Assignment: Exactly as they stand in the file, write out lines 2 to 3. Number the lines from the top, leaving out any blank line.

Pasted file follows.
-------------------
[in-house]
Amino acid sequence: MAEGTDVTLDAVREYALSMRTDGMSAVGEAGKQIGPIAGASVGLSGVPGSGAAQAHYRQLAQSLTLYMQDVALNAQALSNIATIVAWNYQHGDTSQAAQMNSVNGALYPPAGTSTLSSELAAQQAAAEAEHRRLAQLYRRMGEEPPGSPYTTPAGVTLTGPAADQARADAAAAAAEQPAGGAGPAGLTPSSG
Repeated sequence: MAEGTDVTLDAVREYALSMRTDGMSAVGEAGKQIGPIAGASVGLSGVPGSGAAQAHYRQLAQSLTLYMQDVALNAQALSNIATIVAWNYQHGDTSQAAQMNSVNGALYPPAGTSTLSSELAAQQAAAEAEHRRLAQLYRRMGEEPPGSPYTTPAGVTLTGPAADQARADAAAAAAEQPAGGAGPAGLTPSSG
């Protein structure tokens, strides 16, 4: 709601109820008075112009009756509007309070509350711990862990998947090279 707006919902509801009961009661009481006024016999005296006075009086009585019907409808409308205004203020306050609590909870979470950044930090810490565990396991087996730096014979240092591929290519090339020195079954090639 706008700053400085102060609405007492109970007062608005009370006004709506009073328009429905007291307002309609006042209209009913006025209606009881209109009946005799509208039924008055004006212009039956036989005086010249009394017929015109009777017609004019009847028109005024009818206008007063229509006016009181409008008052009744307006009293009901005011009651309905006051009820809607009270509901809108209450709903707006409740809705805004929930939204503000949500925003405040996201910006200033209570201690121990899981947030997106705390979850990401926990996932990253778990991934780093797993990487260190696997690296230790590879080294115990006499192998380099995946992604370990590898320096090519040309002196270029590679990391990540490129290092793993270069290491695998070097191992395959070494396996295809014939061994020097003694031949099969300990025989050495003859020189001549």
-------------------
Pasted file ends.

Amino acid sequence: MAEGTDVTLDAVREYALSMRTDGMSAVGEAGKQIGPIAGASVGLSGVPGSGAAQAHYRQLAQSLTLYMQDVALNAQALSNIATIVAWNYQHGDTSQAAQMNSVNGALYPPAGTSTLSSELAAQQAAAEAEHRRLAQLYRRMGEEPPGSPYTTPAGVTLTGPAADQARADAAAAAAEQPAGGAGPAGLTPSSG
Repeated sequence: MAEGTDVTLDAVREYALSMRTDGMSAVGEAGKQIGPIAGASVGLSGVPGSGAAQAHYRQLAQSLTLYMQDVALNAQALSNIATIVAWNYQHGDTSQAAQMNSVNGALYPPAGTSTLSSELAAQQAAAEAEHRRLAQLYRRMGEEPPGSPYTTPAGVTLTGPAADQARADAAAAAAEQPAGGAGPAGLTPSSG